CDC: Legionnaires’ disease cases more than quadrupled in recent years even though they are largely preventable

The Centers for Disease Control and Prevention (CDC) has declared that cases of Legionnaires’ disease have over quadrupled in last some years, though the outbreaks were mainly preventable.

The illness is a kind of pneumonia that takes place when people inhale water droplets contaminated with the Legionella bacteria. On Tuesday, the CDC reported that the number of diagnoses of the illness has gone up from 1,127 in 2000 to 5,166 in 2014.

It spreads mainly in water sprayed by showers, hot tubs, ornamental fountains and air conditioning cooling towers. Though most of patients fully recover from it, many of them get hospitalized, and 10% lose their lives to the illness.

The CDC said that the rise in the number of cases may be an outcome of an aging population, older plumbing or changes in climate. There is a possibility that doctors have become better at diagnosing the disease and have started reporting the cases to health departments.

Previous year, New York City faced the biggest Legionnaires’ disease outbreak in its history, wherein the disease made 133 people ill in the South Bronx and took 16 lives. In Flint, Mich., region, an outbreak killed 12 people, making over 90 people ill between 2014 to 2015, as per the state health department.

The CDC said that most cases of the disease occur in the people above 50 and the individuals facing some risk factors, like chronic lung disease, smoking history or have weakened immune system. Coughing, breath shortness, muscle pain and headache are the symptoms of the illness.

As per the CDC, the US experiences nearly 20 Legionnaires’ outbreaks annually. The most common spots of the disease are hospitals, hotels and long-term care facilities, like nursing homes.

According to a story published on the topic by USA TODAY, “The number of diagnoses of the illness — a type of pneumonia that occurs when people breathe in small droplets of water contaminated with the Legionella bacteria — grew from 1,127 in 2000 to 5,166 in 2014, the CDC reported Tuesday.”

The increase in cases could be the result of an aging population, older plumbing or climate changes, the CDC said. It’s also possible doctors are better at diagnosing the disease and reporting it to health departments, making Legionnaires’ appear more common.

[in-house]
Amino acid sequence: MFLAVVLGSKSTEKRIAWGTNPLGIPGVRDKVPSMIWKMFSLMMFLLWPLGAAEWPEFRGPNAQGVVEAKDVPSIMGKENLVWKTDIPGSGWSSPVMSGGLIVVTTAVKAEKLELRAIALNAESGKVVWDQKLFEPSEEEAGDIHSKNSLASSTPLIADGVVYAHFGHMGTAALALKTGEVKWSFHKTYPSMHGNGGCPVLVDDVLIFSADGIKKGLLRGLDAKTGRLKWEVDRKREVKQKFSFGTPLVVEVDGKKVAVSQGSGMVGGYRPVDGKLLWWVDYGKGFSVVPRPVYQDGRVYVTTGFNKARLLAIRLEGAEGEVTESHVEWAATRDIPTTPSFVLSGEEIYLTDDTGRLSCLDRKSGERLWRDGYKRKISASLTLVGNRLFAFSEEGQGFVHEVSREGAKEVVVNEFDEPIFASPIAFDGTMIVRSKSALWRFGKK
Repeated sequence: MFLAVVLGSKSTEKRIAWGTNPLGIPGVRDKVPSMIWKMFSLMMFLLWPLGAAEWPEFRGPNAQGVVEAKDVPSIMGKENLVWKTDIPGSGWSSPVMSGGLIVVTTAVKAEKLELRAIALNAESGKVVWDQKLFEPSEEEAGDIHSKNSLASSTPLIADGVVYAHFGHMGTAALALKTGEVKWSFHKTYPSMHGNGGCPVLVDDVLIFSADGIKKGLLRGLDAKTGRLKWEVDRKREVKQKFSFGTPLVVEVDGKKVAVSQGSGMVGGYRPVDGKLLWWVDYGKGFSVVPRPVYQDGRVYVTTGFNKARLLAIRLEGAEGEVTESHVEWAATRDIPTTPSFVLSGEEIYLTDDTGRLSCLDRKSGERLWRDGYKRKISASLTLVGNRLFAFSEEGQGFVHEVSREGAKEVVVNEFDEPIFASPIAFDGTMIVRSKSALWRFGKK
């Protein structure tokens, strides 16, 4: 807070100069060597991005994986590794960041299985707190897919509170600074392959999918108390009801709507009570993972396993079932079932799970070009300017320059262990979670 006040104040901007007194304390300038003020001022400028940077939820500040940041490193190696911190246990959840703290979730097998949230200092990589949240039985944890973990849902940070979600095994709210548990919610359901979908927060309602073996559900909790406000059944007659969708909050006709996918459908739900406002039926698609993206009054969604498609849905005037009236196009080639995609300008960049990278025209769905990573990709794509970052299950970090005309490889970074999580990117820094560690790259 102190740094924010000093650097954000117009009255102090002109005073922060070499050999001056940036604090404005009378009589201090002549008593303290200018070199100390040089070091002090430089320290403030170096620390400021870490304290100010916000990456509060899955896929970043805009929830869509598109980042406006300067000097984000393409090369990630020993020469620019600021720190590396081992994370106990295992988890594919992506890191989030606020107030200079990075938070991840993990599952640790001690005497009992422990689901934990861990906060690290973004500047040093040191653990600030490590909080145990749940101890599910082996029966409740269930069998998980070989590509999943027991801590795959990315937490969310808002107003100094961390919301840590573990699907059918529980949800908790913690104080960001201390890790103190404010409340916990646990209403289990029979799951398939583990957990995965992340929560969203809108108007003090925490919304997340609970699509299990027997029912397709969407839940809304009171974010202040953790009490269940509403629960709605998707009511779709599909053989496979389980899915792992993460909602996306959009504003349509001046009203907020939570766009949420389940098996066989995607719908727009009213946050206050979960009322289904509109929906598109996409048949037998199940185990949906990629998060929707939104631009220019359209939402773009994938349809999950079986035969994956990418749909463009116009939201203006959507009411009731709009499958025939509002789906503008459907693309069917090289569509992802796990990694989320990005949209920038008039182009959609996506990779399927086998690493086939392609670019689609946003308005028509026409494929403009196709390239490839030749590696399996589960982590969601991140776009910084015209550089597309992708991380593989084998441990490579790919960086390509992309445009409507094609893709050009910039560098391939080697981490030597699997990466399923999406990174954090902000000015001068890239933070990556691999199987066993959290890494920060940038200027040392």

New York City experienced the largest Legionnaires’ outbreak in its history last year, when the disease sickened 133 people in the South Bronx and killed 16. An outbreak in the Flint, Mich., area killed 12 people and infected more than 90 from 2014 to 2015, according to the state health department.

Most Legionnaires’ cases develop in people over age 50 and those with certain risk factors, such as chronic lung disease, a history of smoking or a weakened immune system, according to the CDC. Symptoms include coughing, shortness of breath, muscle pain and headache.

“Today, the Centers for Disease Control and Prevention (CDC) released new guidelines in the fight to prevent Legionnaires’ disease. The publication of the toolkit is a giant step forward in offering practical guidelines to help building owners control Legionella bacteria once it has entered their buildings from the public water supply,” according to a news report published by PR Newswire.

“With the publication of the CDC’s guidelines, we urge federal, state and local governments to step up and fully address the public water distribution systems to stop Legionella from reaching the buildings in which we live and work,” said Daryn Cline, a spokesperson for an Alliance to prevent Legionnaires’ disease. “The evidence clearly illustrates the need for a more comprehensive approach in the fight against Legionnaires’ disease.”

The CDC’s toolkit reflects best practices for building water system maintenance. According to the CDC’s recent report on investigations into building-associated Legionnaires’ disease outbreaks, 56 percent of outbreaks were caused by contaminated drinking-water systems. An outbreak is classified as two or more people contracting Legionnaires’ disease within the same water system.

“Many of the Legionnaire’s disease outbreaks in the United States over the past 15 years could have been prevented,” said CDC Director Tom Frieden, M.D. M.P.H in a media release issued by the CDC today. “Better water system management is the best way to reduce illness and save lives, and today’s report promotes tools to make that happen.”

A report published in Contractormag said, “Recent outbreaks of Legionnaire’s in Flint, Michigan and the Bronx have put the spotlight squarely on the nation’s public water infrastructure—and the onus on water agencies and building owners to control the spread of Legionella.”

We are proud to endorse the CDC’s new guidelines. The implementation will have an enormous impact on the most susceptible portions of the population,” said Tonya Winders, President and CEO of the Allergy & Asthma Network. “As an advocate for those with asthma and other related respiratory illnesses, I know how important it is that the guidelines the CDC are recommending must be seriously considered as a comprehensive way to tackle a disease that claims the lives of hundreds of people each year.”

“The importance of establishing an effective building-water management plan, as described by the CDC, should not be taken lightly,” said John Letson, Vice President of Plant Operations at Memorial Sloan Kettering Cancer Center. “Because they house the most at-risk portion of the population, hospitals have already implemented rigorous programs with regards to Legionella bacteria, but the protections shouldn’t stop there. Once a patient with a compromised immune system is discharged, it is essential that the water in their home is free of Legionella bacteria.”

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